American Museum of Natural History

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American Museum of Natural History Photo 2018-08-17 19:03

Algae blooms are generally good for ocean ecosystems because they provide an abundance of rich resources at the base of the marine food chain. But harmful algae blooms, including those known as “red tides,” can also occur, depleting oxygen levels, emitting toxins, and causing illness or de...

American Museum of Natural History Photo 2018-08-17 13:32

It’s time for Fossil Friday! Next time you scramble a chicken egg, consider the eggshell. That structure is what allowed creatures to colonize the land. A complete life support system, the eggshell holds water and food for the developing embryo, while letting oxygen in and carbon dioxide out...

American Museum of Natural History Photo 2018-08-16 23:58

Meet the Barred Antshrike (Thamnophilus doliatus). Males sport an eye-catching black-and-white pattern all over their bodies, while females have cinnamon-colored plumage with similar black-and-white patterns on their faces. You can spot these dazzling birds in the dense forests of Central and ...

American Museum of Natural History Photo 2018-08-16 19:11

Throwback to an anglerfish model of the genus Himantolophus on loan to the Museum from the British Museum (Natural History) in 1933. While bioluminescence is uncommon on land, it is surprisingly widespread in the deep ocean. An anglerfish’s lure-like esca, named for the Latin word for “bait,...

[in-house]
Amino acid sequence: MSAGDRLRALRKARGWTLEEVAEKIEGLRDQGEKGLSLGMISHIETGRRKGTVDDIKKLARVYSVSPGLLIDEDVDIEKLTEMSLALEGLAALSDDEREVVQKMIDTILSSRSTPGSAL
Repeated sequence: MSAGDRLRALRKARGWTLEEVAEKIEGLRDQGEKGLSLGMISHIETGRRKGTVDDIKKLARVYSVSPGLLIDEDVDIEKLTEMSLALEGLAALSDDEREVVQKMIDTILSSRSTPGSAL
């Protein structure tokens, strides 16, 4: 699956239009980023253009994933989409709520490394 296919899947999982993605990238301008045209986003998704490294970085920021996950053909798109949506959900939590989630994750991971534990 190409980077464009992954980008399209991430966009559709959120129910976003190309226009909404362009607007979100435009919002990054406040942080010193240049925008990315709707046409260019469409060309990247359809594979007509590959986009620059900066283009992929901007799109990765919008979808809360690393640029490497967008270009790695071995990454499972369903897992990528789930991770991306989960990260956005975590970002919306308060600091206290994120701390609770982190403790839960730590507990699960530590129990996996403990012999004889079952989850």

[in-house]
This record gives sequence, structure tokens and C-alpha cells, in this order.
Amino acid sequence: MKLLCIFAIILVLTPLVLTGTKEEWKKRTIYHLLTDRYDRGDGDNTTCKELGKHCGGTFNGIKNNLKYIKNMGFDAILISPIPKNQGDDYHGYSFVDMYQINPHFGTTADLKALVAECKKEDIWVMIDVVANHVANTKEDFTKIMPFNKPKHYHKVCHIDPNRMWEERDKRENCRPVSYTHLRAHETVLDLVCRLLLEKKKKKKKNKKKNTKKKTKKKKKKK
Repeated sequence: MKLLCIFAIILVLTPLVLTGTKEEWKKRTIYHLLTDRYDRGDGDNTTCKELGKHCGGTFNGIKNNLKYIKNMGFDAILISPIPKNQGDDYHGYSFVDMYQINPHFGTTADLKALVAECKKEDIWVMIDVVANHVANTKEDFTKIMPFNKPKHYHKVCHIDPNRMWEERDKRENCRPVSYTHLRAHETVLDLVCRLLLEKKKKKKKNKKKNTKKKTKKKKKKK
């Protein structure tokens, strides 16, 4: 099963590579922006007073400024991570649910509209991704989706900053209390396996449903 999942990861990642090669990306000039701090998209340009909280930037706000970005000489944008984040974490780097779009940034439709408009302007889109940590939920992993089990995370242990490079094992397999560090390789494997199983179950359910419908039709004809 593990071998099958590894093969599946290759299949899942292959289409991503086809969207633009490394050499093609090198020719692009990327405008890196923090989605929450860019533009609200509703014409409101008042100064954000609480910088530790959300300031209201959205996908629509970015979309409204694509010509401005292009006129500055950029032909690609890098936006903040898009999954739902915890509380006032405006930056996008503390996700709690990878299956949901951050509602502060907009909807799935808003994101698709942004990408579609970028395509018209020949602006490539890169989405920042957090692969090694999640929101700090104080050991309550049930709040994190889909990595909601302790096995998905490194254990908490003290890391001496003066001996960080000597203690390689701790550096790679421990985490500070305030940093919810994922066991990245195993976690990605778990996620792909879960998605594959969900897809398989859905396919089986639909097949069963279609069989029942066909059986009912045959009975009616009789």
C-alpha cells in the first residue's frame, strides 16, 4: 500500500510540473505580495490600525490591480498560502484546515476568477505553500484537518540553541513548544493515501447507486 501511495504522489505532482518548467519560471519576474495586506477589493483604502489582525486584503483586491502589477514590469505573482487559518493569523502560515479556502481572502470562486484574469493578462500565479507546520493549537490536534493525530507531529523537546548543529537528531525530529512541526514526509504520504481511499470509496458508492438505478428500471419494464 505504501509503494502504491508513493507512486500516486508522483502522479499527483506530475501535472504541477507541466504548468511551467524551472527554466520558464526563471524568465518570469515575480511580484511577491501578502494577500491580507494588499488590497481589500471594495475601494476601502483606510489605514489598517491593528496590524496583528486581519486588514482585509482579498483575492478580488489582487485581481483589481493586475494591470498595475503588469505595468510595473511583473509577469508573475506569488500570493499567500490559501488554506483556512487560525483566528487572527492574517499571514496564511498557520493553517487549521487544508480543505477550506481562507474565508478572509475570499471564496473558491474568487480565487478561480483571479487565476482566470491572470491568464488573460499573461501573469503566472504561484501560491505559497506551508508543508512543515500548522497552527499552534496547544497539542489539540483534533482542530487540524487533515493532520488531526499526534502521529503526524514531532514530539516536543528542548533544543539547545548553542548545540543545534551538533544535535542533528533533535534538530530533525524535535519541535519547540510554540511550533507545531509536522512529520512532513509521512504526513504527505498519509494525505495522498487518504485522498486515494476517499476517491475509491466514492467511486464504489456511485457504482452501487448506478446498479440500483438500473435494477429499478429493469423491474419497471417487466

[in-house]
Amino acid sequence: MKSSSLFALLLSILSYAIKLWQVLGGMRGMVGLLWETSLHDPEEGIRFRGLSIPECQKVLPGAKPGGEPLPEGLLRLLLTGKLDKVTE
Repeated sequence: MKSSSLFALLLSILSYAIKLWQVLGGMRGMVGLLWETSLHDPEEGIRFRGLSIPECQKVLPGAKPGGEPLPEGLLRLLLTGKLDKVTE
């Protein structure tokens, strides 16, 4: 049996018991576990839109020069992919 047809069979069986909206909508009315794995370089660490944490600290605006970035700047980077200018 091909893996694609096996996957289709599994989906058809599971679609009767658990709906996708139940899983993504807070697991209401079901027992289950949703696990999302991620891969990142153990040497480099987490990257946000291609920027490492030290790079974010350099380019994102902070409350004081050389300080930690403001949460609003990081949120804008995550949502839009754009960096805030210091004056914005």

American Museum of Natural History Photo 2018-08-16 00:22

The Bali Myna (Leucopsar rothschildi), or Bali Starling, is endemic to Bali, Indonesia, where it nests in natural tree cavities or abandoned woodpecker holes. But this stunning bird is a rare sight in the wild, having teetered on the brink of extinction for decades. Its population shar...

American Museum of Natural History Photo 2018-08-15 19:03

From the core of the Alps, this eclogite represents a sliver of oceanic crust that became trapped and caught up in the continental collision that formed the Alps. The red garnet and spinach-green clinopyroxene indicate that the rock recrystallized at depths of 50 to 60 kilometers and at temperatur...

American Museum of Natural History Photo 2018-08-15 13:27

Napoleon Bonaparte was born in Corsica 249 years ago today, and died a somewhat mysterious death on the remote island of St. Helena in 1821. Although he believed he was being poisoned by his British captors, an autopsy after his death pointed to stomach cancer. But researchers debate whether tox...

American Museum of Natural History Photo 2018-08-15 00:17

The huge dinosaurs called sauropods are astounding. So massive! So tall! Such long necks and tiny heads! But more astounding is this: these strange giants rank among Earth’s great success stories, roaming the planet for 140 million years. Fossils of these extinct herbivores have been found...

American Museum of Natural History Photo 2018-08-14 19:19

It’s Trilobite Tuesday! Judging by the variety of bite marks and healed injuries that frequently adorn their fossilized exoskeletons, it seems that the daily lives of trilobites were filled with formidable foes. Traces of bite marks on this 510-million-year-old Bathyuriscus from Utah offer empha...

American Museum of Natural History Photo 2018-08-13 19:00

Did you know that the Victoria Crowned Pigeon (Goura victoria, rear bird pictured) is the largest of all pigeon species? It can grow to nearly 30 inches tall and weigh as much as 7 pounds! Besides its size, it’s recognized for its bold blue plumage, red eyes, and elegant fan-shaped c...